Now here is the lengthy paragraph in which I describe the amaaaazing food. Aaaah, the food. It’s true that I haven’t had a homemade meal in a few weeks, but holy cow- that was one of the best dinners of my life! In France, they start off with drinks and appetizers, like bread, a few meats, and salad. Then we had mussels, which I was worried I wouldn’t like. But they were cooked in garlic and butter, and I devoured them. Next came the main course. We had a few options to choose from, but I had a little bit of everything: duck, sausage, more sausage, sauteed squash and mushrooms, and potatoes. It was all delicious, but my favorite was one of the sausages. After that comes comes one of the best parts: cheese! Julia told me that most exchange students hate French cheese because it’s too strong, but I’m a brave soul and went for it. They told me the best was the goat cheese, which is covered in fuzzy green stuff. Lo and behold, it was yummy as well! After the cheese is when I got really excited, because Julia’s grandma brought out a pie type thing, but without the top crust. She’d made them with apples and plums she’d grown herself. There are no words. When dessert is finished, you have coffee or tea, and let your stomach rest.

I think the French may have Americans beat when it comes to Sunday dinner. However, I am going to try to cook up some sort of Thanksgiving for them this year. This week Julia, her friend Anissa and I are going to have an “American night” and make pancakes, watch movies, and whatever else we think of.

Today was my first day of real classes. I just finished, and it is currently 5:30. It’s going to be a lot of work, but so far so good. Now I’m off to finally buy a French phone and burn off some more flan that I had with lunch…


First Impressions of France


Wow. France is intense. I have several stories which are exceptionally interesting.

1. I went out with some American friends the other night and got some Kebab. (It’s freaking DELICIOUS by the way.) At some point, an older French man came over and started talking to us. He asked us our nationality, and when we responded he said, “Quelle horreur!” meaning “how horrible!” He then asked us how old we were, and again, when we responded, “Quelle horreur!” He then proceeded to tell us how uncultured we are for not knowing jazz, and how sad he was that Marilyn Monroe (and her big boobs) died so young. Honestly I stopped listening pretty early in the conversation. I just don’t have the patience for that kind of thing.

2. On our way home from the previous encounter, we came across some verrrryyy drunk French students. It quickly became apparent that there were only three girls in a group of about 20 people. “You know ze french kiss? You french kiss me?” “Non, merci.” “Aaaah vous êtes très belle. You french kiss me?” “Non, merci. Non, merci. NON, MERCI.” And so on and so forth. This continued for far too long when we finally left. Never have a felt so overwhelmed in my whole life. I curse the American girl who gave these boys the impression that their behavior was okay.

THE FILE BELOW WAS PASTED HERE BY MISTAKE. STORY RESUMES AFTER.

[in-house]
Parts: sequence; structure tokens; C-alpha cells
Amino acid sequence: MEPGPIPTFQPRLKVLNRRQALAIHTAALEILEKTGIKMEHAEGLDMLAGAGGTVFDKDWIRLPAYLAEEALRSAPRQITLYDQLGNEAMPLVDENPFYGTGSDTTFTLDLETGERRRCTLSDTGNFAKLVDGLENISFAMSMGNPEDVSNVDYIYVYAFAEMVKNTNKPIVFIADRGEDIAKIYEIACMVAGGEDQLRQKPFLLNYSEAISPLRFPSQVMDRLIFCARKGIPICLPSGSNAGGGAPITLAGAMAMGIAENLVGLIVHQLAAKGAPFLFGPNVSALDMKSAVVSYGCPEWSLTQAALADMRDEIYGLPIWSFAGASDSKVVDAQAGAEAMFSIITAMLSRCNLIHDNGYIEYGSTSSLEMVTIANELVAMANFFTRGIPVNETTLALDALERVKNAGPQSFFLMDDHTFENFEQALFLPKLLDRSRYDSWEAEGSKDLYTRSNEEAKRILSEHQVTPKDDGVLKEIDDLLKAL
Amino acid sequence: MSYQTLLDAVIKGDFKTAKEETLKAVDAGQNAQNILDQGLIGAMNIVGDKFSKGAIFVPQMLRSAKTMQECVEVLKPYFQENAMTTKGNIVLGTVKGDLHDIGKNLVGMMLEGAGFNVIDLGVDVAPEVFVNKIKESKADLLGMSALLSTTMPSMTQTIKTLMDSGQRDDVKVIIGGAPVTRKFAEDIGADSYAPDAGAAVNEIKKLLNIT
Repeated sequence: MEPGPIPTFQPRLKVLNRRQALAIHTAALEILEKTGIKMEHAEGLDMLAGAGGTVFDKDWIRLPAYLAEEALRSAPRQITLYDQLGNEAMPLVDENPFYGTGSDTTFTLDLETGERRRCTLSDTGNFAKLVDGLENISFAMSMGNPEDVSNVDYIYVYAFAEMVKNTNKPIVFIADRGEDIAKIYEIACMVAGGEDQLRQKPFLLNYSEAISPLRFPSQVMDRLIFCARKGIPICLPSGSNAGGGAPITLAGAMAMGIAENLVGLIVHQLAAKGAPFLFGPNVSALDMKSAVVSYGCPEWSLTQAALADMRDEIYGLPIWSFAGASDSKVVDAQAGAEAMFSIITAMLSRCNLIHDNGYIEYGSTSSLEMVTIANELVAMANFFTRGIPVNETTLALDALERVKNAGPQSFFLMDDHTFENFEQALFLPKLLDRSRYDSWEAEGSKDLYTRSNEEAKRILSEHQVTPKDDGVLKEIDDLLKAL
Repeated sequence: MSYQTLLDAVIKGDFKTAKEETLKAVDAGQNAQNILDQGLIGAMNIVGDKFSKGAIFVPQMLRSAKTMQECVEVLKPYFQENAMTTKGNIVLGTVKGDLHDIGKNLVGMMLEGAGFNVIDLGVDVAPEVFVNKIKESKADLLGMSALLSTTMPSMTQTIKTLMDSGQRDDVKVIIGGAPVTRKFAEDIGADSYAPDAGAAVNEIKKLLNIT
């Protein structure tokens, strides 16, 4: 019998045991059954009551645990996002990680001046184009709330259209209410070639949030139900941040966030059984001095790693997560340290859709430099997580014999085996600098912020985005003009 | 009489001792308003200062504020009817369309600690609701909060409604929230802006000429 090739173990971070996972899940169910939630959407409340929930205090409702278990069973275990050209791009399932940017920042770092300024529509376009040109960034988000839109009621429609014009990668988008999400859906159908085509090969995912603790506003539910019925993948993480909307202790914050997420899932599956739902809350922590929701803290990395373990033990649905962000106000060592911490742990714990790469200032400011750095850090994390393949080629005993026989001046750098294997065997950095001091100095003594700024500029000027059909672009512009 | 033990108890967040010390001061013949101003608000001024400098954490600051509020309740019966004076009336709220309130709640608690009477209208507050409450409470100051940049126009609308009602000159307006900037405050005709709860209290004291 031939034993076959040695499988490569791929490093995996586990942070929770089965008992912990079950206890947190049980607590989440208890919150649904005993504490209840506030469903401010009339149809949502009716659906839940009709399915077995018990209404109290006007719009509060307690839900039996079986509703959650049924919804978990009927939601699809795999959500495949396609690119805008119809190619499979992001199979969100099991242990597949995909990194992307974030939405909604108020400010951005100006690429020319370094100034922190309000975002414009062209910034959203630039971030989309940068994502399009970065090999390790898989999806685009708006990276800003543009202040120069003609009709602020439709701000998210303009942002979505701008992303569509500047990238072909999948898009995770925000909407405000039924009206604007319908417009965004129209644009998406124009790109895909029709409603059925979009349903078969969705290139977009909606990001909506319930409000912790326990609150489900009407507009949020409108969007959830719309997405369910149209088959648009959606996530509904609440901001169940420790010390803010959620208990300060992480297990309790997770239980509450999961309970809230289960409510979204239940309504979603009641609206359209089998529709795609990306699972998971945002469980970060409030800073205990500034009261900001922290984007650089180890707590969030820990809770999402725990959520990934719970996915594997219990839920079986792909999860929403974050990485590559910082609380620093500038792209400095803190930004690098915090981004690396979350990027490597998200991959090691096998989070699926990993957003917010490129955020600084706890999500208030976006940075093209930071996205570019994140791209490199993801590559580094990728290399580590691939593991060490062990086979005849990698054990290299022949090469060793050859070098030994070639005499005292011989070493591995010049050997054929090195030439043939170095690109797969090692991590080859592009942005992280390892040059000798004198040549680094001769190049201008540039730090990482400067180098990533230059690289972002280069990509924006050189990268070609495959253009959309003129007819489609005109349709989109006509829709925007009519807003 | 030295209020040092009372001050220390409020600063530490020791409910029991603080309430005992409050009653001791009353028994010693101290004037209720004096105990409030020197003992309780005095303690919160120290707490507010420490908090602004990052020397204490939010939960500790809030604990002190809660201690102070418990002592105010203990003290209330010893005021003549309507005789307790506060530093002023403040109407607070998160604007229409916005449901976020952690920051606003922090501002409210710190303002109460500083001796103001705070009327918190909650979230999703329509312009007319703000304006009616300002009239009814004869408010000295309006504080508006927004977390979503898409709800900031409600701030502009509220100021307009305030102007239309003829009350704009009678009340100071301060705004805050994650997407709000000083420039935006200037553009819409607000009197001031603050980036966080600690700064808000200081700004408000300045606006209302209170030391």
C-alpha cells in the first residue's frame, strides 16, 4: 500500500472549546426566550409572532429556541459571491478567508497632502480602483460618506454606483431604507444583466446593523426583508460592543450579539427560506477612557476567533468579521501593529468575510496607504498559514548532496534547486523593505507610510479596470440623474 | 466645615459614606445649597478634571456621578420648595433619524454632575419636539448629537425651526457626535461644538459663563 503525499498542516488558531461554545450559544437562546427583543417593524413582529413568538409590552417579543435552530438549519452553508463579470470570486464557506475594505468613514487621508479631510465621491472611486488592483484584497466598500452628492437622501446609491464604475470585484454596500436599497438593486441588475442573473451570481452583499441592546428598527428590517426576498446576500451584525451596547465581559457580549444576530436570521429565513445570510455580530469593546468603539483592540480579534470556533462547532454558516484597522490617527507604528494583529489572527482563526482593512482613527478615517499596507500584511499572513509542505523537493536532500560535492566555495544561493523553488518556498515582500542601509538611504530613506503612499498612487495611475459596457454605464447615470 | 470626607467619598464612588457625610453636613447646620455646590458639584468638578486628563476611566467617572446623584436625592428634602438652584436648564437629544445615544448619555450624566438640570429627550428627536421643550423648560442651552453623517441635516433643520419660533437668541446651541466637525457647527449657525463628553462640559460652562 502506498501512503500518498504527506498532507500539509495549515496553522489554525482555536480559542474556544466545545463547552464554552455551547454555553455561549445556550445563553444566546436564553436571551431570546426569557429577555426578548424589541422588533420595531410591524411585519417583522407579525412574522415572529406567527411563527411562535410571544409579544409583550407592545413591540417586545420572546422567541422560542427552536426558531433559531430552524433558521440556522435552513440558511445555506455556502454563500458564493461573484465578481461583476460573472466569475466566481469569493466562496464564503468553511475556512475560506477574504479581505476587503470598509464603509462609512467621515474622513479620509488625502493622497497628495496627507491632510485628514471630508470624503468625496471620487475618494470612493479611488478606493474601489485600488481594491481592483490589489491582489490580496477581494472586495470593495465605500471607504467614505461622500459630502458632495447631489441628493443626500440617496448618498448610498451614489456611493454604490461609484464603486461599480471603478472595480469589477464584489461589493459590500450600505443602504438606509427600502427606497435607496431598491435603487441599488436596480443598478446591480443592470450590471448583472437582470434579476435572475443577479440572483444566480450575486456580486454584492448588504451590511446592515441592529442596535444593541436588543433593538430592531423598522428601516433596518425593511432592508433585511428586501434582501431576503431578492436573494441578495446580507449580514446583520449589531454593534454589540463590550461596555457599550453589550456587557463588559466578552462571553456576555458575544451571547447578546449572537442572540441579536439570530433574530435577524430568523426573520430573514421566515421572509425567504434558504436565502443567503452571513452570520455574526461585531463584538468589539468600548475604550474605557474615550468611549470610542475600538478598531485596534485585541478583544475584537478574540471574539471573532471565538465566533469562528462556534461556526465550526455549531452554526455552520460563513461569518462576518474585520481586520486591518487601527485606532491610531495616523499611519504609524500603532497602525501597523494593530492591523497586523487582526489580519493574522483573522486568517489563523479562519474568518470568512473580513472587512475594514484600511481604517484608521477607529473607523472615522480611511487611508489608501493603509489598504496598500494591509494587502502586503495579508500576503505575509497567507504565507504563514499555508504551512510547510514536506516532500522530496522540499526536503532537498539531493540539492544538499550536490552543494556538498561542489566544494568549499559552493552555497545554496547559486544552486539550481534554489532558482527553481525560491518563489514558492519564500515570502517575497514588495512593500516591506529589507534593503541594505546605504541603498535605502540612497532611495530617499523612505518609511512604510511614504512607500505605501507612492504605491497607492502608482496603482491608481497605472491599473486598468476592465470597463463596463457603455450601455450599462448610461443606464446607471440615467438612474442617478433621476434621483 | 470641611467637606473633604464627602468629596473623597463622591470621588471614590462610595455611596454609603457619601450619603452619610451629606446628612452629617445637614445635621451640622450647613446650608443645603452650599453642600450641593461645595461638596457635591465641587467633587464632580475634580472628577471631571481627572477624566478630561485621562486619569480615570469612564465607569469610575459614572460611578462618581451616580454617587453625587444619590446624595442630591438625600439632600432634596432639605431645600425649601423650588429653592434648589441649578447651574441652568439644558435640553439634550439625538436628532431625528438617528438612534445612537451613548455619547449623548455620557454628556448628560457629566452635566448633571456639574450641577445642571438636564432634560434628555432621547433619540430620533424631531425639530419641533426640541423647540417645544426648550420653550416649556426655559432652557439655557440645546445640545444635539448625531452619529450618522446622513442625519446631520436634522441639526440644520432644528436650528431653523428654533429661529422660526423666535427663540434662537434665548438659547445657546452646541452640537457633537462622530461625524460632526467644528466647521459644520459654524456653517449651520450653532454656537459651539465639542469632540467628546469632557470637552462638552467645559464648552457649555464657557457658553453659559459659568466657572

3. The French are obsessed with their lungs. For some reason, you have to get a lung exam upon your arrival in France. It’s stupid. Also a waste of time, because they’re also making me go to a full on medical exam later on this month. However, I had to do it. For those of you who know me, I already have an extremely irrational, crazy fear of doctors, or anything of the sort. When I go, I usually throw a big fit about the hospital gown and tell them to work around my clothes. I just don’t like doctors. I think they’re creepy. What can I say, I’m nuts. So I go to this teeny tiny little radiology van. It’s got three “dressing rooms” aka spaces with curtains. The men working in the truck tell us to take all our tops off. Yeeeeah not gonna work out for me. When they called my name, I came out of my “dressing room” still partially clothed, to which he replied, “You must take eet all off.” Yep, apparently their x-ray machines can go through skin, but not clothes. Awkward. I will never again whine about a hospital gown.

In other news, I got moved up to a higher level in my classes. I chose to be the small fish in a big pond, rather than vice versa. I want to learn a lot, therefore I’m currently drowning. And my teachers aren’t helping. You’d think when they see I have no idea what on earth they’re saying they’re slow down. Nope. It sucks, and I always feel like they’re picking on me. Thankfully, I have a friend here who is going to help me out, and she’s even invited me to her parents’ house for dinner this Sunday. Whoever said the French are rude was very mistaken.

And now, for some more pretty pictures. Here are some remaining houses from the Middle Ages and a cathedral near the city center.

If you haven’t had flan, get it. Now. It’s great. I found this awesome bakery where I can get a sandwich, drink, and dessert for five euro. SO GOOD!

I don’t have classes on Friday (at least not yet, keeping my fingers crossed), so the weekend has only just begun. I’ll keep you posted!